Rats take care of injured and sick rats in their group.
Without companionship, rats tend to become lonely and depressed.
The rat is the first of the twelve animals of the Chinese Zodiac.
People who are born in the Chinese ‘Year of the Rat’ are creative, intelligent, honest, ambitious and generous – just like rats!
In India, rats are worshipped at the temple of Karni Mata where they are fed grain and milk.
An average rat’s life span is 2 – 3 years.
Rats’ front teeth grow 11 – 14 centimetres each year. Rats wear them down by continuously gnawing on everything around them including cement, brick and wood.
Ancient Romans considered the rat to be a sign of good luck.
Rats have very poor eyesight and are colour blind.
Rats have been proven to make a laughter-like noise (unable to be heard by the human ear alone) when tickled.
It has been proven that rats do dream while sleeping.
According to the Guinness Book of World Records, the longest living domestic rat died at seven years and four months of age (which far exceeds the 2-3 year expected lifespan.)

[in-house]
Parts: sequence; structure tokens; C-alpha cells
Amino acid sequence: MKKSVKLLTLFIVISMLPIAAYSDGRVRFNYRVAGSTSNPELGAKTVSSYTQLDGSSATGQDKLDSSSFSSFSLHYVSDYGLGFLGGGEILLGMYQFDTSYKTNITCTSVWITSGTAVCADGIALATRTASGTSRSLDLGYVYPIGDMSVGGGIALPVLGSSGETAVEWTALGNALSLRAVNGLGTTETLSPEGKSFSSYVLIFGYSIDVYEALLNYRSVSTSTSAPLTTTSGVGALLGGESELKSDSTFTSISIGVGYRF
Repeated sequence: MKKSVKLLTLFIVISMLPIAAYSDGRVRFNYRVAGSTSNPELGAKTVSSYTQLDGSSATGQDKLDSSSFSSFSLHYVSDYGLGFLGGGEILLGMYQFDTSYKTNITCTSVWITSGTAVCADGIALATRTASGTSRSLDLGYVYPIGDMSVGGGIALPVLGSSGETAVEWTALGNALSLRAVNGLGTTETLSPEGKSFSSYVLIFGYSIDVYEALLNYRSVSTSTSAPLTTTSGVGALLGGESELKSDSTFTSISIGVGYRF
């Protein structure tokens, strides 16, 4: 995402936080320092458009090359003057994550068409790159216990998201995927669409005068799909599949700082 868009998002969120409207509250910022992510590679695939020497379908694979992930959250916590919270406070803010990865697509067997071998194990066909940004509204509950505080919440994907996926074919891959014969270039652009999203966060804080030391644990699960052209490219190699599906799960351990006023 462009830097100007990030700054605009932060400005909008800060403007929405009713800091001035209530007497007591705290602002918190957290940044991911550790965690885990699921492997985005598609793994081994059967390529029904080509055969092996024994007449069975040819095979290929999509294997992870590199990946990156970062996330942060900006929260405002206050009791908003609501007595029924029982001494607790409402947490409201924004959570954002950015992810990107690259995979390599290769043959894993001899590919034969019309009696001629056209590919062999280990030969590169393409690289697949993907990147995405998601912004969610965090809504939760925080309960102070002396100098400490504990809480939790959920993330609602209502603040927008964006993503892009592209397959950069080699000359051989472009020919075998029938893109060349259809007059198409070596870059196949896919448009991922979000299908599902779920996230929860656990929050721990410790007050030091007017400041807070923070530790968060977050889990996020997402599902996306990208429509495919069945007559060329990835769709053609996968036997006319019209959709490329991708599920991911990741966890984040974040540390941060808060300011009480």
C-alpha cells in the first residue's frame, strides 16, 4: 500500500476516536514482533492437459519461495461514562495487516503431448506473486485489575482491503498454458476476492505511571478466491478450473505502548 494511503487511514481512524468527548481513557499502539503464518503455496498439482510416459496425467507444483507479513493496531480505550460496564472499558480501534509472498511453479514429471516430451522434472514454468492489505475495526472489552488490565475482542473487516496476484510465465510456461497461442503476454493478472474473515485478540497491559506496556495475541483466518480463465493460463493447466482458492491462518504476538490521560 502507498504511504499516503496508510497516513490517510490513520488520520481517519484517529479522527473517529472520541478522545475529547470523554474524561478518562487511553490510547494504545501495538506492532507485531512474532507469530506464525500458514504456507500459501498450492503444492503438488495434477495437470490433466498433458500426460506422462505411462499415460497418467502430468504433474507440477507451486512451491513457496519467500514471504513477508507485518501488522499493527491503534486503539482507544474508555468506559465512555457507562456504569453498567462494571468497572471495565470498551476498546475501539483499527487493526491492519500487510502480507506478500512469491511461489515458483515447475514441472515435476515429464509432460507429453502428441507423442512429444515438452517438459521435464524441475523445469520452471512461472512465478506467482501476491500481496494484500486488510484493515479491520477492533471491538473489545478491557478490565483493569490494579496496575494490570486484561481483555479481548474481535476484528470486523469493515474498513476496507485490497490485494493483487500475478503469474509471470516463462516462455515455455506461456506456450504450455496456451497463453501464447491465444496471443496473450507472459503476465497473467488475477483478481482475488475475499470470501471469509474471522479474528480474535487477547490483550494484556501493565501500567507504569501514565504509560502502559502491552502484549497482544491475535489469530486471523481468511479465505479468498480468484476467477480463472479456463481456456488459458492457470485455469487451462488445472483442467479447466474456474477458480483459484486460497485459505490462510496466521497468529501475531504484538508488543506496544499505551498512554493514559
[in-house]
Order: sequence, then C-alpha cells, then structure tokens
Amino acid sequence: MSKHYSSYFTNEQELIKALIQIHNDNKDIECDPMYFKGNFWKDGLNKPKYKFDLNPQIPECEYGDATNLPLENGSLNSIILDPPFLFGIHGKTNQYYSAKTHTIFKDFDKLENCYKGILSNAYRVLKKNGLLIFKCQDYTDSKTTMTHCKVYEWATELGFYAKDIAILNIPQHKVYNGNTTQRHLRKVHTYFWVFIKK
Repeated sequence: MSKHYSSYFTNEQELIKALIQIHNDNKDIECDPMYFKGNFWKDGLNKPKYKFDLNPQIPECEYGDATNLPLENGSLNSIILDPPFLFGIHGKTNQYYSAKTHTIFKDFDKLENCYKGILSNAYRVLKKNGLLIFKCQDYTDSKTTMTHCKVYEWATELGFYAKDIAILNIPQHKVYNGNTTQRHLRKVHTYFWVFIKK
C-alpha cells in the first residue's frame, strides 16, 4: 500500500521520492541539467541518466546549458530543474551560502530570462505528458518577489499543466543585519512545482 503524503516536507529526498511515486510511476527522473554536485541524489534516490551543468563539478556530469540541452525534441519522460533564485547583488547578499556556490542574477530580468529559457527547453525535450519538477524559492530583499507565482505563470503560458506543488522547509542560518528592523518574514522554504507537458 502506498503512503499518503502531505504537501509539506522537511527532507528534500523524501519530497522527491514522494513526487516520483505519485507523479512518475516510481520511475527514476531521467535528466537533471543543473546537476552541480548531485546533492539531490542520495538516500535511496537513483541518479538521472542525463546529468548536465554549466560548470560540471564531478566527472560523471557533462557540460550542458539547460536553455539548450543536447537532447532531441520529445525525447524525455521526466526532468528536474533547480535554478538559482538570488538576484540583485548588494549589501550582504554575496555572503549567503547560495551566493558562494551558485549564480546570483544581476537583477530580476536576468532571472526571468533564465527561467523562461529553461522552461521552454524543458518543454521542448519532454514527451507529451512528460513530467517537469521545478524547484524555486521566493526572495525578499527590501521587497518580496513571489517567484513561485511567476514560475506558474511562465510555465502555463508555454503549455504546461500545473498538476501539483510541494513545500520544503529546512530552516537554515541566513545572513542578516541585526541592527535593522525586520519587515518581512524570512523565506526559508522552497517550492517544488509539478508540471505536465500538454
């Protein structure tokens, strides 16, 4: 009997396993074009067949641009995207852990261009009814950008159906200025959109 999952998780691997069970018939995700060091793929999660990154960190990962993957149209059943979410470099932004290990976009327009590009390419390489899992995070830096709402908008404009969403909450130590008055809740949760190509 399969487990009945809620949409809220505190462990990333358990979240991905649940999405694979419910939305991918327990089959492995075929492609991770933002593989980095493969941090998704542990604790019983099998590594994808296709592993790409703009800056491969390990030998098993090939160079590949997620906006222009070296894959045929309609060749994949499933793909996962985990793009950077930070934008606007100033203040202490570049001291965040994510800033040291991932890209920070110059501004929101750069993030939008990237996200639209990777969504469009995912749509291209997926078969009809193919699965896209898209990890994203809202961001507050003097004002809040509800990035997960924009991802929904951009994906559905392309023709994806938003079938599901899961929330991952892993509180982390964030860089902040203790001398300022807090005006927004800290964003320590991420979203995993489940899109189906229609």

Rats have been used throughout history as pets, religious icons, mine detectors, and some have even been trained to drag wires through walls making some electricians’ jobs much faster.
Rats have excellent memories. Once rats learn a direction-finding route, they never forget it.
Rats can swim and many enjoy it.
Male rats are known as ‘bucks’, females are ‘does’, and babies are ‘pups’ or ‘kittens’.
Almost all domestic pet rats belong to a single species, the Norway rat (Rattus norvegicus).
The Gambian Pouched Rat, in its native continent of Africa, can grow up to 7 kilograms!